Zattoo as backup for satellite TV

June 25, 2008

Today is the first semifinal of the EURO 2008 (=soccer – Germany vs Turkey) which is a big deal here in Europe, and today it was a really sunny day. But just 1h before the game starts it started raining strong in my home town together with lightnings. This leaded to a bad reception of my satellite TV. As the internet via ADSL was working without any problems I started searching for a backup solution and I found Zattoo. And I couldn’t believe it. They support Linux, specially (K)Ubuntu! Wow! I downloaded the .deb file for the 3.20 version but it didn’t work I got a

[email protected]:~$ zattoo_player
(process:9626): GLib-GObject-CRITICAL **: /build/buildd/glib2.0-2.14.1/gobject/gtype.c:2242: initialization assertion failed, use IA__g_type_init() prior to this function
(process:9626): GLib-GObject-CRITICAL **: g_object_new: assertion `G_TYPE_IS_OBJECT (object_type)' failed
(process:9626): GLib-GObject-CRITICAL **: g_object_ref: assertion `G_IS_OBJECT (object)' failed

I searched a little bit in the internet and found out that the 3.11 should work which I downloaded it from here. And yes it worked without any problems. One important side note: Your IP address needs to be in one of the countries for which the service is available. Ah and as I use Kubuntu and not Ubuntu I installed following packages before installing Zattoo.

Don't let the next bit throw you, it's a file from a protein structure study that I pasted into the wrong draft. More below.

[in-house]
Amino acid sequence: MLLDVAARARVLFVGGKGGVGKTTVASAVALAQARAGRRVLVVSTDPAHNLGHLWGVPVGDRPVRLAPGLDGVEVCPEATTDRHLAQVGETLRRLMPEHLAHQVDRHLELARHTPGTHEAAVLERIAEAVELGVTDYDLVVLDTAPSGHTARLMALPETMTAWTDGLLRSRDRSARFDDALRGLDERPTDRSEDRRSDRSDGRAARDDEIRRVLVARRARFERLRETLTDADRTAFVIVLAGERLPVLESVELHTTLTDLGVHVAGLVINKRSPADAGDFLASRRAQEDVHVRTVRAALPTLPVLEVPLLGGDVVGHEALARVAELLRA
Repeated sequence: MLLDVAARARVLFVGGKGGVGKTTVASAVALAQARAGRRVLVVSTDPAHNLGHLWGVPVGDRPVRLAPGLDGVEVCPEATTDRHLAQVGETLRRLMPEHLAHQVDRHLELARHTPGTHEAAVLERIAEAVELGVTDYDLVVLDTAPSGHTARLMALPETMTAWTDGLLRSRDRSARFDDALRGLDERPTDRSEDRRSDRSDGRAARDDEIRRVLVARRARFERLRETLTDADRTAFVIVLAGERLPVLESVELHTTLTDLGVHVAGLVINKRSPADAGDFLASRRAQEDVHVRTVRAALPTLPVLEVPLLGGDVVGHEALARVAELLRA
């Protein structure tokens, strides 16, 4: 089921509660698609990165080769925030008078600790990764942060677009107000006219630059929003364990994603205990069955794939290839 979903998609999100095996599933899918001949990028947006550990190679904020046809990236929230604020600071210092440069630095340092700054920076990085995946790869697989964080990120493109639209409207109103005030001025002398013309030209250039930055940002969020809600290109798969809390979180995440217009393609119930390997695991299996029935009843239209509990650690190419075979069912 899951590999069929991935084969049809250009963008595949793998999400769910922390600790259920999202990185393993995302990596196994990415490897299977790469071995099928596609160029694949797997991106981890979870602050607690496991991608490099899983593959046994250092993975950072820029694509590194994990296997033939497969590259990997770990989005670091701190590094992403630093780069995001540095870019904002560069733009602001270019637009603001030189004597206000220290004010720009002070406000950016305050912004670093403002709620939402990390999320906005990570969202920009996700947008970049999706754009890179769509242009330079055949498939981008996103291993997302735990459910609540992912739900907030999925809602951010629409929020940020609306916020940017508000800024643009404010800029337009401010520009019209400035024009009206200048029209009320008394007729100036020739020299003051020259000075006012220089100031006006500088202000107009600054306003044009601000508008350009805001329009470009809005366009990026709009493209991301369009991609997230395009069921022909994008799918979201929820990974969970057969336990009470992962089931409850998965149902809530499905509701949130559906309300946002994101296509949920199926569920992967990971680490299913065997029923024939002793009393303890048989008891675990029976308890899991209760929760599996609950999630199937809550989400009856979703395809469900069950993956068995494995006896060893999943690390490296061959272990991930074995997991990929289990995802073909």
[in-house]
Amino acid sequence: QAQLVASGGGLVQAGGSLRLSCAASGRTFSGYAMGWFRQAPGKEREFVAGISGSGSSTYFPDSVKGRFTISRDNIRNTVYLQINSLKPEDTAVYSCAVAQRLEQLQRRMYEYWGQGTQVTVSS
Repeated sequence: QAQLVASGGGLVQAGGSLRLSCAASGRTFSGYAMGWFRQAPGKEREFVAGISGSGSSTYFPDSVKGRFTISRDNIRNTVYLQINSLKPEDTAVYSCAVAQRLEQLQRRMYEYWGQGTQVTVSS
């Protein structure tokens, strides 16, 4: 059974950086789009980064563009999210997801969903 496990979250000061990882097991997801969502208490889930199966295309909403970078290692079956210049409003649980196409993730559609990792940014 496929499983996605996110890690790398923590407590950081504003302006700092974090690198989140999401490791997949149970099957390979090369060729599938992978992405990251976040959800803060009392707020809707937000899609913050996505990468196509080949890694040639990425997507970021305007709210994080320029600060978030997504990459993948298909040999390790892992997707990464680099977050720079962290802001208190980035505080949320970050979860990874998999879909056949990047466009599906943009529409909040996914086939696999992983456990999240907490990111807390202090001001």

apt-get install libgtkglext1 libgnome-keyring0 libgnomeui-0 libcurl3 libxul0d libgdk-pixbuf-dev

Do you know what a Host Protected Area (HPA) is?

June 17, 2008

It is sometimes also called Hidden Protected Area and it is an area of your hard disk which is normally not visible for the operating system and therefore the applications. It was first introduced in the ATA-4 standard and is defined in ATA-5 as optional feature which is supported by most modern hard disks. The normal use case of this is for system recovery and the backup of important configuration data.

So why is this security relevant? For law enforcement agencies and forensic experts it is important to detect HPAs and recovery data from it. For one someone could hide some sensitive data in it or there could be evidence or traces if the owner does not know about the HPA.

But it is also important for any business and home user, e.g. if you want to fully override your hard disk you need to make sure you also override the HPA. If you’re a user of a current Linux kernel you’re lucky – the kernel will deactivate (temporary) the HPA during booting and so can override everything without problems.

Here are some links which will help you do detect / remove the HPA from your hard disk:

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